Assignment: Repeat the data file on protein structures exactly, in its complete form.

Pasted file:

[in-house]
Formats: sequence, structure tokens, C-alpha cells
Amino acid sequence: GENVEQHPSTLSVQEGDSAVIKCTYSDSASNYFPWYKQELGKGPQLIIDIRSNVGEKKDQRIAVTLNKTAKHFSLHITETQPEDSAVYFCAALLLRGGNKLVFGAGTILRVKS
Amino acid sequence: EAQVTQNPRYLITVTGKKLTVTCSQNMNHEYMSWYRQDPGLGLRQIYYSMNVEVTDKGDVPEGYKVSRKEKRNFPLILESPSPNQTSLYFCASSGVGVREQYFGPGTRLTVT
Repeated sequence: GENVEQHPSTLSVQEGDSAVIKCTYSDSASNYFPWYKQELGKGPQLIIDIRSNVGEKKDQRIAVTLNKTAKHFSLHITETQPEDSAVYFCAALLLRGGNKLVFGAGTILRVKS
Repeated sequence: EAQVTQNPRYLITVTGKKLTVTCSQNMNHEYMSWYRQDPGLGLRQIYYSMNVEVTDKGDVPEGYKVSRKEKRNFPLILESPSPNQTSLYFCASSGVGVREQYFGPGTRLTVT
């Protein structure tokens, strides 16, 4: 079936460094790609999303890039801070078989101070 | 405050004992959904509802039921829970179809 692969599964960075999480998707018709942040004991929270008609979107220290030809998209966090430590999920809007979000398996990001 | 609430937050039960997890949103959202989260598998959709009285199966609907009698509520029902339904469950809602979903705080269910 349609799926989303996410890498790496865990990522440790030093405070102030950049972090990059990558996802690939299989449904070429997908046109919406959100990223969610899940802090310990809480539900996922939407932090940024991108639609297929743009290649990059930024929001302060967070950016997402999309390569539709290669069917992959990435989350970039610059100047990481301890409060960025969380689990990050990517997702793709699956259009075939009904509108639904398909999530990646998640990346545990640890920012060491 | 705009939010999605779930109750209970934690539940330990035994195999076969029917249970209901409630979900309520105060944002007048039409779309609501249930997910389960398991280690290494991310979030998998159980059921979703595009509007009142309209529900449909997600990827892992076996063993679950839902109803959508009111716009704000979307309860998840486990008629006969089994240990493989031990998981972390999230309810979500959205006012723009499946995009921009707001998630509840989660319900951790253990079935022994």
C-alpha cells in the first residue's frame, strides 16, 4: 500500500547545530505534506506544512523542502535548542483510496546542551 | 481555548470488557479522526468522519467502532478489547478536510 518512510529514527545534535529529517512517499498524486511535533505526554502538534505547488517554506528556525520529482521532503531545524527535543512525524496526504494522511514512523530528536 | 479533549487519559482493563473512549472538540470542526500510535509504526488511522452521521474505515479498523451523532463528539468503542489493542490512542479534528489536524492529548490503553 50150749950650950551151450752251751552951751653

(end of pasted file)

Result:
[in-house]
Formats: sequence, structure tokens, C-alpha cells
Amino acid sequence: GENVEQHPSTLSVQEGDSAVIKCTYSDSASNYFPWYKQELGKGPQLIIDIRSNVGEKKDQRIAVTLNKTAKHFSLHITETQPEDSAVYFCAALLLRGGNKLVFGAGTILRVKS
Amino acid sequence: EAQVTQNPRYLITVTGKKLTVTCSQNMNHEYMSWYRQDPGLGLRQIYYSMNVEVTDKGDVPEGYKVSRKEKRNFPLILESPSPNQTSLYFCASSGVGVREQYFGPGTRLTVT
Repeated sequence: GENVEQHPSTLSVQEGDSAVIKCTYSDSASNYFPWYKQELGKGPQLIIDIRSNVGEKKDQRIAVTLNKTAKHFSLHITETQPEDSAVYFCAALLLRGGNKLVFGAGTILRVKS
Repeated sequence: EAQVTQNPRYLITVTGKKLTVTCSQNMNHEYMSWYRQDPGLGLRQIYYSMNVEVTDKGDVPEGYKVSRKEKRNFPLILESPSPNQTSLYFCASSGVGVREQYFGPGTRLTVT
């Protein structure tokens, strides 16, 4: 079936460094790609999303890039801070078989101070 | 405050004992959904509802039921829970179809 692969599964960075999480998707018709942040004991929270008609979107220290030809998209966090430590999920809007979000398996990001 | 609430937050039960997890949103959202989260598998959709009285199966609907009698509520029902339904469950809602979903705080269910 349609799926989303996410890498790496865990990522440790030093405070102030950049972090990059990558996802690939299989449904070429997908046109919406959100990223969610899940802090310990809480539900996922939407932090940024991108639609297929743009290649990059930024929001302060967070950016997402999309390569539709290669069917992959990435989350970039610059100047990481301890409060960025969380689990990050990517997702793709699956259009075939009904509108639904398909999530990646998640990346545990640890920012060491 | 705009939010999605779930109750209970934690539940330990035994195999076969029917249970209901409630979900309520105060944002007048039409779309609501249930997910389960398991280690290494991310979030998998159980059921979703595009509007009142309209529900449909997600990827892992076996063993679950839902109803959508009111716009704000979307309860998840486990008629006969089994240990493989031990998981972390999230309810979500959205006012723009499946995009921009707001998630509840989660319900951790253990079935022994």
C-alpha cells in the first residue's frame, strides 16, 4: 500500500547545530505534506506544512523542502535548542483510496546542551 | 481555548470488557479522526468522519467502532478489547478536510 518512510529514527545534535529529517512517499498524486511535533505526554502538534505547488517554506528556525520529482521532503531545524527535543512525524496526504494522511514512523530528536 | 479533549487519559482493563473512549472538540470542526500510535509504526488511522452521521474505515479498523451523532463528539468503542489493542490512542479534528489536524492529548490503553 50150749950650950551151450752251751552951751653